Majoring in Debt: A New Film Looks at the Bankification of Higher Education

   by Ted Hamilton  



'Collegetown' Gives Students Something to Think About

   by Natalie Brooks


The Calm Honesty of Collegetown

   by Katie Sims


Film by Alumnus Depicts Experiences of the ‘Modern College Student’

   by Yoon Sun Kim  



"Collegetown depicts the horrors of campus life and the Wall Street afterlife for the students who are finance wannabes. No punches pulled, it’s a terribly painful watch and well worth it – for understanding who/what one has to become to succeed in business. This is one potent way to see the depravity of the capitalist class as told by a dropout from the race and a fine filmmaker."

      - Jill Godmilow - Filmmaker - Sundance winner, Academy award nominee




"Every high school senior applying to college should see this film!"

     - Kelly Anderson - Director, Producer, Editor - Writer/Director of My Brooklyn



"Neither a documentary nor a feature film, Collegetown is a remarkable hybrid that searingly goes to the heart of the twisted culture of higher education. It's a disturbingly entertaining film that exposes the dark side of the educational dream factories. A must see."

      - Timothy Corrigan -

Director of University of Pennsylvania Cinema Studies and author of The Essay Film.

“Collegetown examines the pressures confronting college students who are increasingly told, in subtle and unsubtle ways, that they must monetize their college education.  The view is through a gimlet eye, but the critique of how market values and priorities are influencing students’ choices is never captious or hyperbolic.  The film instead depicts the lived experienced of many college students in a narratively compelling but never anything but bracingly accurate manner.  College students can certainly profit from seeing this film.  College administrators, however, should also view it to remind them that the drift toward an ethos that places a premium on specialized study in response to market demands is more fatuous than fruitful.”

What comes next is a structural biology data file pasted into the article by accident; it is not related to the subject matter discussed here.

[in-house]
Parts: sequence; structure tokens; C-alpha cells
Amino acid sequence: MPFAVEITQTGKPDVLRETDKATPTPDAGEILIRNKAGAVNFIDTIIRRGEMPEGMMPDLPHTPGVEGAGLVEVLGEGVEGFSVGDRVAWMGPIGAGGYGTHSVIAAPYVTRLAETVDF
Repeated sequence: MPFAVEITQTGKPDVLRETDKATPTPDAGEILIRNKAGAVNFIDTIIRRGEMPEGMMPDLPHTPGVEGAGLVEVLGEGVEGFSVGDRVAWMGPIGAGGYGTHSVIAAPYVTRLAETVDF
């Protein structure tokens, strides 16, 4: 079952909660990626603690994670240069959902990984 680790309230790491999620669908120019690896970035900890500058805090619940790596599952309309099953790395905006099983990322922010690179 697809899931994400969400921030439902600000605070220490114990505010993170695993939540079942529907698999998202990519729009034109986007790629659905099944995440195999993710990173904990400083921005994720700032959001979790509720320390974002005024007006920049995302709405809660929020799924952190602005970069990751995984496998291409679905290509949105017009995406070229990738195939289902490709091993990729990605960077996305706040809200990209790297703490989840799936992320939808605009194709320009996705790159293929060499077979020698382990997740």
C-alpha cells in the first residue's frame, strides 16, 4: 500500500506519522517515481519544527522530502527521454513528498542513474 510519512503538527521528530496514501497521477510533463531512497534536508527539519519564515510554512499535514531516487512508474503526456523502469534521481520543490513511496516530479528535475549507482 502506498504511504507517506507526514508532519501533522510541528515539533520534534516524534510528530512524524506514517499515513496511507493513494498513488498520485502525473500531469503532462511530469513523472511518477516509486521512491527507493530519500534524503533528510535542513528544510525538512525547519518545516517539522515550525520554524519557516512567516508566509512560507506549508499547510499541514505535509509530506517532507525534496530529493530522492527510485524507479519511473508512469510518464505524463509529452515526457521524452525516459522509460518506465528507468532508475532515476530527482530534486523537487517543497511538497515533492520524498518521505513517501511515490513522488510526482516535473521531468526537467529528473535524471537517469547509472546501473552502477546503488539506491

- Ronald Seyb, Associate Dean of the Faculty for Student Academic Affairs Skidmore College


“Hugo Genes’ film “Collegetown” brings together various themes, narrative strategies and fiction-  documentary styles into a solid critique of student life in America and its aftermath - young adults facing the harsh realities of finding a job in a society that values greed, competiveness and lack of scruples over idealism, humanism and utopia. It’s a thoroughly satisfying and deeply disturbing film.”

     - Chaim Litewski, Filmmaker - United Nations Chief of Television




"This film is a must-see for students, college administrators, and faculty. We hear about the stress our students face, but this film shows it to us in such an unvarnished and direct way that there is no escaping it. While at times dark and disturbing, the film's message is clear: we need to wake up and pay attention to the experiences our students are having. Together we can make a difference in students' lives as well as in our communities."

     - Leslie Meyerhoff, 

            Director of Assessment and Planning Student and Campus Life,  Cornell University



“This film is an authentic portrayal of the job search, career decision making, and stress common among students. It’s an excellent tool for opening the conversation among students, parents, faculty, and university staff so we can better collaborate to support students in their career and life decision making.”

      - Christa Downey, 

            Director, Engineering Career Center, Cornell University



"Collegetown bridges the borders between narrative, documentary, and experimental film as it explores the university-to-Wall Street pipeline and the rippling affects it has on campus and Greek life.  As the film begins to interrogate the often myth-like narrative of finding success in the financial district, the layering of these generic elements invites audience members into the meaning-making process.  This invitation proved powerful, as discussion following the screening revealed how it inspired students who found themselves in that pipeline to question it and seek alternatives to it."

      - Jane Vecca, 

            Student, Chemistry/Performing and Media Arts '17, Cornell University